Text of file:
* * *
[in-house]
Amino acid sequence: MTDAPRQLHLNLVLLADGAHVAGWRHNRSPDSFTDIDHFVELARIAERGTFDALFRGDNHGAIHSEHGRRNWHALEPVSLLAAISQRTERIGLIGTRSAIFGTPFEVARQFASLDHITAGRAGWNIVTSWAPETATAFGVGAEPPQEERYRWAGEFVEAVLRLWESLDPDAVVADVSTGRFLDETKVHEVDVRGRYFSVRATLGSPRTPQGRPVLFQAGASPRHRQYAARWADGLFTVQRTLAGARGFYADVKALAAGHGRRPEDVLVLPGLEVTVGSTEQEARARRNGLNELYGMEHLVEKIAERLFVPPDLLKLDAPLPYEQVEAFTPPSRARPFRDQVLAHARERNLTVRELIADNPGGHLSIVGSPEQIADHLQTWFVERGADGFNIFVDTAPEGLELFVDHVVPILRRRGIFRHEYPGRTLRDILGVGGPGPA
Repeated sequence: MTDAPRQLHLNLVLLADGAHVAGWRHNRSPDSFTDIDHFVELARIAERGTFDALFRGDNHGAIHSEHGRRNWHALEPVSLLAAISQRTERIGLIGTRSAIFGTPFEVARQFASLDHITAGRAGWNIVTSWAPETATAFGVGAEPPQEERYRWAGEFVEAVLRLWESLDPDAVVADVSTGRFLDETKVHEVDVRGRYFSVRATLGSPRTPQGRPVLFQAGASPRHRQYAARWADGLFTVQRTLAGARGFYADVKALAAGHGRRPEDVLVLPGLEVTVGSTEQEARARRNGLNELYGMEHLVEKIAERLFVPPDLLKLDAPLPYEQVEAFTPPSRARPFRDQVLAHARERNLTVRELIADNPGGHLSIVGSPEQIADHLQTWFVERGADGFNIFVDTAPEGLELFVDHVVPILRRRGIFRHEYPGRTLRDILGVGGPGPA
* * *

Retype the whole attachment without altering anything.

[in-house]
Amino acid sequence: MTDAPRQLHLNLVLLADGAHVAGWRHNRSPDSFTDIDHFVELARIAERGTFDALFRGDNHGAIHSEHGRRNWHALEPVSLLAAISQRTERIGLIGTRSAIFGTPFEVARQFASLDHITAGRAGWNIVTSWAPETATAFGVGAEPPQEERYRWAGEFVEAVLRLWESLDPDAVVADVSTGRFLDETKVHEVDVRGRYFSVRATLGSPRTPQGRPVLFQAGASPRHRQYAARWADGLFTVQRTLAGARGFYADVKALAAGHGRRPEDVLVLPGLEVTVGSTEQEARARRNGLNELYGMEHLVEKIAERLFVPPDLLKLDAPLPYEQVEAFTPPSRARPFRDQVLAHARERNLTVRELIADNPGGHLSIVGSPEQIADHLQTWFVERGADGFNIFVDTAPEGLELFVDHVVPILRRRGIFRHEYPGRTLRDILGVGGPGPA
Repeated sequence: MTDAPRQLHLNLVLLADGAHVAGWRHNRSPDSFTDIDHFVELARIAERGTFDALFRGDNHGAIHSEHGRRNWHALEPVSLLAAISQRTERIGLIGTRSAIFGTPFEVARQFASLDHITAGRAGWNIVTSWAPETATAFGVGAEPPQEERYRWAGEFVEAVLRLWESLDPDAVVADVSTGRFLDETKVHEVDVRGRYFSVRATLGSPRTPQGRPVLFQAGASPRHRQYAARWADGLFTVQRTLAGARGFYADVKALAAGHGRRPEDVLVLPGLEVTVGSTEQEARARRNGLNELYGMEHLVEKIAERLFVPPDLLKLDAPLPYEQVEAFTPPSRARPFRDQVLAHARERNLTVRELIADNPGGHLSIVGSPEQIADHLQTWFVERGADGFNIFVDTAPEGLELFVDHVVPILRRRGIFRHEYPGRTLRDILGVGGPGPA